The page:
Russia-Ukraine war: Moscow to continue military coordination with Israel in Syria
Russia will continue its military coordination with Israel over Syria, the Russian embassy in Israel said on Saturday, despite Moscow's unhappiness with Israeli statements about its invasion of Ukraine.
Following the 2015 Russian intervention in the Syrian civil war, Israel set up a "deconfliction mechanism" with Russia to prevent them clashing inadvertently during Israeli strikes against Iranian deployments and arms transfers in the neighbouring Arab state.
"Our military officials discuss the practical issues of this substantively on a daily basis. This mechanism has proven to be useful and will continue to work," the embassy said in a statement.
But while voicing support for Israel's security needs, it also reiterated opposition to violations of Syrian sovereignty.
Asked about prospects for continued coordination with Russia over Syria, the Israeli military said only that its forces "will act when needed to counter threats, defend the people of Israel and our sovereignty".
The conflict in Ukraine puts Israel in a difficult position, with the country being a long-standing, close ally of the US yet also having good relations with both Russia and Ukraine.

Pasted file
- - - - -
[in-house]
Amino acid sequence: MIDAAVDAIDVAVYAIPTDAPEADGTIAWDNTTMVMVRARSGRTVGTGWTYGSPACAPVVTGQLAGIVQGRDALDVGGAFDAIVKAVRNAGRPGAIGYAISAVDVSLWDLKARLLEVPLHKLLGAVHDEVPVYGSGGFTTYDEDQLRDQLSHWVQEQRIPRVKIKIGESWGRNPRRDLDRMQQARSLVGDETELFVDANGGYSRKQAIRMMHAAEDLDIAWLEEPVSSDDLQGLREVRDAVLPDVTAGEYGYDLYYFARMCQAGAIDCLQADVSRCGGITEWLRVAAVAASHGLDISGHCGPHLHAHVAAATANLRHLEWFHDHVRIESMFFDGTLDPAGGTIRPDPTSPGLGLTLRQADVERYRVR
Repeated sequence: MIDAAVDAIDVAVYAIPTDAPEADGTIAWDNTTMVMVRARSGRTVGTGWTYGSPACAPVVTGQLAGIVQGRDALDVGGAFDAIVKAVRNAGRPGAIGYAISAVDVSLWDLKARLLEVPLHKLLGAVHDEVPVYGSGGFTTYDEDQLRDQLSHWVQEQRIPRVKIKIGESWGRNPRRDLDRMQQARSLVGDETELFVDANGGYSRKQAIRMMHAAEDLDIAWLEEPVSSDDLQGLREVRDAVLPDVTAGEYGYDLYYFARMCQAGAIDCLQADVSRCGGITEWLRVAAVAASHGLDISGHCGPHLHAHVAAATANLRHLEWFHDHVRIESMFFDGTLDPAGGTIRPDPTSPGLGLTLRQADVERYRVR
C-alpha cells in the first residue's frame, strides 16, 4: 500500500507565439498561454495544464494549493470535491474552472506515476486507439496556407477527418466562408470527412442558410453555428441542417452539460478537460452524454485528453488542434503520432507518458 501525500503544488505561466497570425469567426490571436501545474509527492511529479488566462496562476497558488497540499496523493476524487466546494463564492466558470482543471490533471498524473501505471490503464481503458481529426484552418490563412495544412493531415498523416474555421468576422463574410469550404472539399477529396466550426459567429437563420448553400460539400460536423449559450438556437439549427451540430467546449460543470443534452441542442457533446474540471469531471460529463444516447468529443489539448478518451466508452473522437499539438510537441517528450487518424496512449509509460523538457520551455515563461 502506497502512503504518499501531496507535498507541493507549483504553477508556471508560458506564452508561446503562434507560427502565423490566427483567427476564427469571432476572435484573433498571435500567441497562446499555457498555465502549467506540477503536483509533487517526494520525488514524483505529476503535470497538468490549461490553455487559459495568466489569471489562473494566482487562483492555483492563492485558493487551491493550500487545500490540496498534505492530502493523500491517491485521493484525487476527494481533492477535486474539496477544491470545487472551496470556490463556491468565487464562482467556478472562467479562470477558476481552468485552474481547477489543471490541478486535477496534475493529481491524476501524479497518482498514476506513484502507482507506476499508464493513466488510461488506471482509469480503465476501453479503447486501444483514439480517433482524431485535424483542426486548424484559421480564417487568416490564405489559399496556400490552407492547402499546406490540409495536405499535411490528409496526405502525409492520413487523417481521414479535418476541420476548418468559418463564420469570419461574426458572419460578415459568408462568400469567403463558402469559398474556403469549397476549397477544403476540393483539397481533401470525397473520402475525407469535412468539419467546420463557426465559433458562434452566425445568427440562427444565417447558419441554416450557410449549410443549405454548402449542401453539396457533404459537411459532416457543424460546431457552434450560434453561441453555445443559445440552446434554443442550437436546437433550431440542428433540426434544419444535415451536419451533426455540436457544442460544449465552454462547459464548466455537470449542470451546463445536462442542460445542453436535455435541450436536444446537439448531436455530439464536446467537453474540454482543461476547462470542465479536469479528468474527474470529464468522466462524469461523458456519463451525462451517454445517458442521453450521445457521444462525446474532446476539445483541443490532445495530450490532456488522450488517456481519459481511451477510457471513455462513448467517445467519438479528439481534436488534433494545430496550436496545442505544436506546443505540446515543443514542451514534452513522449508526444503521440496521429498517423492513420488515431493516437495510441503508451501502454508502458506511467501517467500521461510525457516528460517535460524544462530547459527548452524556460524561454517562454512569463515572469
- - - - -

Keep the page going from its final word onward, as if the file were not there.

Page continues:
Israel, whose main ally is the United States, condemned the Russian invasion of Ukraine on Thursday as "a serious violation of international order" and has since remained largely muted on Moscow's actions.
In response, Moscow, which calls its actions in Ukraine a "special operation," summoned the Israeli ambassador for talks. Russia's United Nations mission restated its opposition to Israel's occupation of the Golan Heights.
On Wednesday, prior to the Russian invasion, Russia's UN envoy, Dmitry Polyanskiy, told a Security Council briefing that Moscow was "concerned over Tel Aviv's announced plans for expanding settlement activity in the occupied Golan Heights, which directly contradicts the provisions of the 1949 Geneva Convention".
He referred to "Russia's unchanging position, according to which we do not recognise Israeli sovereignty over the Golan Heights that are an inalienable part of Syria".
The Golan Heights was officially recognised as part of Syria when the country acquired independence in 1944, years before Israel was created.
A strategic plateau straddling Israel and Syria and overlooking southern Lebanon, the resource-rich region was captured by Israel during the war of 1967. The move officially won US recognition in 2019.
According to official Syrian figures, at least 131,000 Syrians from the cities of Quneitra and Fiq were expelled from the region, and some 137 villages and 112 farms were subsequently annexed.